Thursday, September 17, 2009


The look on the female anchor's face is priceless.

Come check out clips like this at The Atlanta Press Club's Gorilla Ball Saturday night! (Well, maybe not exactly like this)


Man, working is really interfering with my blogging. Silly job!

So, I'm sure everyone has heard all they want to hear about Kanye West and Taylor Swift, but of course, I have to throw my two cents in.

I flip-flopped about doing this post because... well, because of what I'm about to talk about. I don't want to be part of the problem, but like any skilled journalist, I'm going to avoid responsibility for what I write by using the "attribution" technique.

For those of you not in the know, "attribution" as the name implies, is where you report on something someone else said and basically put all the responsibility of the content onto someone else. It's the journalistic equivalent of gossip. Often, it's legit, such as, "Police said that so-and-so killed someone." Because a journalist couldn't possibly have that information independently and certainly shouldn't be making accusations like that, right? But often, it's abused. I intend to abuse it in such a fashion right now.

In the wake of the VMA's, President Obama sat down for an interview with CNBC. According to TMZ, before the interview began, Obama was asked how he felt about the Kanye incident. The audio of his response can be heard here on

If you listen to that clip, it is apparent that Obama meant for his comments to be off the record. There are ethical guidelines that dictate that when a person requests to be off the record, a journalist should honor that. It is critical in getting sources to trust you. Typically, if you are given information off the record, then you have to go out and find another source to collaborate the information. Sure, it's inconvenient, but it's the honest and decent thing to do. See the Valarie Plame incident for more on this.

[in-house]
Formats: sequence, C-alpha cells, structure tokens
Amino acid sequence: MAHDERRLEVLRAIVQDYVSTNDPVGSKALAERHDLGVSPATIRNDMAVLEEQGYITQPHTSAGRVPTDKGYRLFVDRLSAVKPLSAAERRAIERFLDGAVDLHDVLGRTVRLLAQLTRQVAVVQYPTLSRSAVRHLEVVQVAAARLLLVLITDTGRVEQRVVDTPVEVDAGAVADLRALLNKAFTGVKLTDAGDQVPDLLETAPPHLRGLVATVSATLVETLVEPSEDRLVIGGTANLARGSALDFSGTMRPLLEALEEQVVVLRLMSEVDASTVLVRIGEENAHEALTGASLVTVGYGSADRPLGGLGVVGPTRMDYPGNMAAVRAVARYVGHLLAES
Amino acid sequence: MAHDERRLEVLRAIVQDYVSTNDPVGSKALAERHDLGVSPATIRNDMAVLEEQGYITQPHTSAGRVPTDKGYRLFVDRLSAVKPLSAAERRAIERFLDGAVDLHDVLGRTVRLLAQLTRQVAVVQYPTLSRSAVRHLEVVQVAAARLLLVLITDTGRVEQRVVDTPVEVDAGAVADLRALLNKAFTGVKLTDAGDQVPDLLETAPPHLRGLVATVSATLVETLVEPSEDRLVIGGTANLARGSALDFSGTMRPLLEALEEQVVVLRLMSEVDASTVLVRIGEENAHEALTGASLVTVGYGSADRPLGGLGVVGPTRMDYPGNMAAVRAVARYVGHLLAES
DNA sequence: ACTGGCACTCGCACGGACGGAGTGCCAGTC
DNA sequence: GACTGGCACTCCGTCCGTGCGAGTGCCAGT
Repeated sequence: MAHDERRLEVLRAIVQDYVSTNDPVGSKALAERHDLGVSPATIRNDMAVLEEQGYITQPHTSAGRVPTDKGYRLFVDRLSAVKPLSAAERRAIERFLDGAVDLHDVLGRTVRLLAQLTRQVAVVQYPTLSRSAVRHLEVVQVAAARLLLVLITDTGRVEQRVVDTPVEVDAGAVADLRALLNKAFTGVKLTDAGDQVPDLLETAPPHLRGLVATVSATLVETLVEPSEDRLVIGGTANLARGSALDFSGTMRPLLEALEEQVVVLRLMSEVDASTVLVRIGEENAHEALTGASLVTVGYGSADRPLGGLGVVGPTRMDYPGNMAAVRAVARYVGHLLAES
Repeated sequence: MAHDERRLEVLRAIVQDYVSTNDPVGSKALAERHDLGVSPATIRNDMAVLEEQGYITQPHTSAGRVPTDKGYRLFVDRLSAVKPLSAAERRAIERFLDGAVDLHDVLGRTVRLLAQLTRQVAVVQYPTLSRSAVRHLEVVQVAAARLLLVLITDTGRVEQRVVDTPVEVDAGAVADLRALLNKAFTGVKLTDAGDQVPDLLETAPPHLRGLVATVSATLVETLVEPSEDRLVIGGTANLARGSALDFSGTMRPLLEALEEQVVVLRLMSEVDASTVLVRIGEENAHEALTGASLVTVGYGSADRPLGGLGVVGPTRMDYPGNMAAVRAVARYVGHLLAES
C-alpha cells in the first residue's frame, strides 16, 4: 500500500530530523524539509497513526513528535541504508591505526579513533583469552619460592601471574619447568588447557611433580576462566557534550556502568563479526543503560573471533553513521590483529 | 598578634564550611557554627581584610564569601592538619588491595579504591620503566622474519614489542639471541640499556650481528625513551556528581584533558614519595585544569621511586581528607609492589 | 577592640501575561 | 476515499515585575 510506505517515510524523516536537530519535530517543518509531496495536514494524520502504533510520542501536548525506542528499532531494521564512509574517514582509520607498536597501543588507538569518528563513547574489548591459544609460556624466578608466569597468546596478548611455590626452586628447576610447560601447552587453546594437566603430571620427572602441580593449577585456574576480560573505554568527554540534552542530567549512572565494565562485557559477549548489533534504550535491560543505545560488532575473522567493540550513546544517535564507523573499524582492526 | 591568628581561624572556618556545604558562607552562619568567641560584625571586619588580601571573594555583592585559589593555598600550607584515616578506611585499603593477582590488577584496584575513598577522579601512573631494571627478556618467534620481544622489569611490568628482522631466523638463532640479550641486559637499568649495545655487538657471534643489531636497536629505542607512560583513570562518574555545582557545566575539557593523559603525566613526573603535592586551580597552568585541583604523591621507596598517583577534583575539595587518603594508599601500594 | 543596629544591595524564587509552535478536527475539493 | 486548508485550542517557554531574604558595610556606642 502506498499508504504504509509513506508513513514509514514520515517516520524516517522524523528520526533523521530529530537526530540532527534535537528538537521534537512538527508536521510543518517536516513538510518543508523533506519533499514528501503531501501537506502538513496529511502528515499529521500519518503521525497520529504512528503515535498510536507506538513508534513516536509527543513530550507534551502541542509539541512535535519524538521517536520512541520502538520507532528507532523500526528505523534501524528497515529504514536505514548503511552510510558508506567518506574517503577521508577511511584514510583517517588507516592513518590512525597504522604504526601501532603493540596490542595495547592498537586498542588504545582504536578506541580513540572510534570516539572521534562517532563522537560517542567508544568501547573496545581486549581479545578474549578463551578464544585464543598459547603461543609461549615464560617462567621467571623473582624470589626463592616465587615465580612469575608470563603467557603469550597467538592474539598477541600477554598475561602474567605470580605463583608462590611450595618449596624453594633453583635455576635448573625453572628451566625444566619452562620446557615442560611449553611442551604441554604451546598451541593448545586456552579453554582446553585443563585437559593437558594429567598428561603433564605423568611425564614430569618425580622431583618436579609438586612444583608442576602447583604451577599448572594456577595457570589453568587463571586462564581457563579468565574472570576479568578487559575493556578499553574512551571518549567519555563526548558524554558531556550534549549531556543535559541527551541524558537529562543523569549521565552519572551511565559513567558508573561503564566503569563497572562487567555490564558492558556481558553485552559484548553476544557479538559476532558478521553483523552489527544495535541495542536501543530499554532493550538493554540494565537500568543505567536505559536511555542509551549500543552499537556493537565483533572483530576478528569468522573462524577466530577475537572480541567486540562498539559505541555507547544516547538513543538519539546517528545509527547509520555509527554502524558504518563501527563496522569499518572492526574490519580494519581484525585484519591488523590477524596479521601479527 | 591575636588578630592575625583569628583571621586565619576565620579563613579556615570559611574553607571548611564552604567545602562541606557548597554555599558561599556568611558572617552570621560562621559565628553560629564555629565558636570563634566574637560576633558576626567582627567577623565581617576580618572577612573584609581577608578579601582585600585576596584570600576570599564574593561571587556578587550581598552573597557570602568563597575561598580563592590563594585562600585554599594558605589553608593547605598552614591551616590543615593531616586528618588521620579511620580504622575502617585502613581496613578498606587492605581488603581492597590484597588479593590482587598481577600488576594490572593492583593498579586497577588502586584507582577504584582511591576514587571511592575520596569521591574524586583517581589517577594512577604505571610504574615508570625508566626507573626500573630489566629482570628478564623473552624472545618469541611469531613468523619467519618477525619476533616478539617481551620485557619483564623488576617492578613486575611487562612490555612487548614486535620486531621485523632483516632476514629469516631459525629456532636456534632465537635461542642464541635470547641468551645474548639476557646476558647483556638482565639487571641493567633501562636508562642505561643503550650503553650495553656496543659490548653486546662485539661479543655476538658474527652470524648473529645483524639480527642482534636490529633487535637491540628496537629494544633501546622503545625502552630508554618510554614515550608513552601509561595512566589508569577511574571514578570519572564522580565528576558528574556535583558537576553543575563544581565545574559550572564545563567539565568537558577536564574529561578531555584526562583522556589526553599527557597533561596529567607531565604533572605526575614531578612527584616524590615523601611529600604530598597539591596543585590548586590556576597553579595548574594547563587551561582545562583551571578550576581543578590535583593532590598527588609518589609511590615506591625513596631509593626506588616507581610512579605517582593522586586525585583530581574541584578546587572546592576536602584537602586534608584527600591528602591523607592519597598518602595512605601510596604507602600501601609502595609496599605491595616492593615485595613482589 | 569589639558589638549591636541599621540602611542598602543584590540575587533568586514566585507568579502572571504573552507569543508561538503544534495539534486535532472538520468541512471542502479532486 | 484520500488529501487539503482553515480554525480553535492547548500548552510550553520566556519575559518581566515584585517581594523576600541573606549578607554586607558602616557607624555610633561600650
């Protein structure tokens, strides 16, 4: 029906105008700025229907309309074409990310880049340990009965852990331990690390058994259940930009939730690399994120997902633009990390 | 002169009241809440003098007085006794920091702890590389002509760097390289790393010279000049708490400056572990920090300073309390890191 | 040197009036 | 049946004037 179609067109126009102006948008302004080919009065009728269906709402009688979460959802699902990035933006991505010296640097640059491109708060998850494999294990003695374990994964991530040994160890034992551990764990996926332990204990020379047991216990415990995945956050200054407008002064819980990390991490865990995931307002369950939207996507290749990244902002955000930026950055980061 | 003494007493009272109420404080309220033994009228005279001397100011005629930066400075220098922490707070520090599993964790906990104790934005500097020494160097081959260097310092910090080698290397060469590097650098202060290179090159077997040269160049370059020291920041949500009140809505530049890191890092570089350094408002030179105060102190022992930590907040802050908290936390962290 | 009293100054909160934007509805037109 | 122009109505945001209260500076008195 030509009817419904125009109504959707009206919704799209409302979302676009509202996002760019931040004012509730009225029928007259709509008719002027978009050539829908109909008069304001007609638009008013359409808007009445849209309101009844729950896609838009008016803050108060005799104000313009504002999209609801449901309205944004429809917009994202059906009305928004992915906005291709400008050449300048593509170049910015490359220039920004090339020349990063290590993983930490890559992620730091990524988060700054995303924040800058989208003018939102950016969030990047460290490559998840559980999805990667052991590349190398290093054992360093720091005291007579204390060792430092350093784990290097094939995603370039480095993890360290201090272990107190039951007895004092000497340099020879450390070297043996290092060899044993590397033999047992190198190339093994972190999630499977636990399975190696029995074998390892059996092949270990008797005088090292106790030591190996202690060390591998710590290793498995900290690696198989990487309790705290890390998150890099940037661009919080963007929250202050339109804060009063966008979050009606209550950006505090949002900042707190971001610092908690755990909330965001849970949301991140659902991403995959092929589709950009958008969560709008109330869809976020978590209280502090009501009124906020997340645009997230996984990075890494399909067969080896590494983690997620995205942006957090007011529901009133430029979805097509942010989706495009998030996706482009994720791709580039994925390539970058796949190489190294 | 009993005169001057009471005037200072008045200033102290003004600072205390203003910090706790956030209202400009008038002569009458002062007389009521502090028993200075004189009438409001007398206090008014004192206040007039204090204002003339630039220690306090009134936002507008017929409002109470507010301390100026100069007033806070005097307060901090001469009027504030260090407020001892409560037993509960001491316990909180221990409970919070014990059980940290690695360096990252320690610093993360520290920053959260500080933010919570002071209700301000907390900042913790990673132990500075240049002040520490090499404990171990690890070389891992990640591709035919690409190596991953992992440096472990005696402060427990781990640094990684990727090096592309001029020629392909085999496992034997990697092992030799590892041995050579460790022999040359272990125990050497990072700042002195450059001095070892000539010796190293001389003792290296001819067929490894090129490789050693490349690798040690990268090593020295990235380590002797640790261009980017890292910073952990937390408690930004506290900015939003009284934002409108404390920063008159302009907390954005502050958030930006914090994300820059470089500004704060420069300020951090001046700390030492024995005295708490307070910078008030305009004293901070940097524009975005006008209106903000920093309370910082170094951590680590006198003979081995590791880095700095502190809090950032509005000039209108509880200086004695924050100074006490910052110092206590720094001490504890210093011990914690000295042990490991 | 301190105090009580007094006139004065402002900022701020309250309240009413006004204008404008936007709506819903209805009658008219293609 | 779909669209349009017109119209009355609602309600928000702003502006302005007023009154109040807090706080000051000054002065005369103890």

Well, the audio and eventually the video of the Obama incident was leaked, presumably by someone working for CNBC or someone else in the Presidential press pool. The person that leaked it is clearly some jackass with no journalistic ethics, but the larger problem here is the TMZ published it. While not exactly known for their ethical conduct, there was seemingly little to no backlash about this and it's worrisome that in this age of new media, the tried and true code of conduct is slipping away.

Yes, I realize that I'm blogging about it right now and I see the irony.

Since the vast majority of people seem to agree with Obama's assessment of Kanye, he's not really getting any backlash over this, but the point is that it was off the record and no one should have ever heard it. There are those that might say that the President should never be off the record. That every aspect of his life should be available for public scrutiny, but I disagree. I actually found this particular clip quite endearing, but I should never have heard it.

There is certainly a mistrust of media and having worked in PR, I understand this even more. I am all too aware of watching what I say when I have a mic on and Obama should certainly be experienced enough to do the same, but when it all comes down to it, we are all just people and when, as a spokesperson, I ask to rephrase something I just said or ask not to be quoted and they agree, I expect them to respect that agreement. It's common. Very common and frequently done. When someone breaches that agreement like that, it gives us all reason to worry.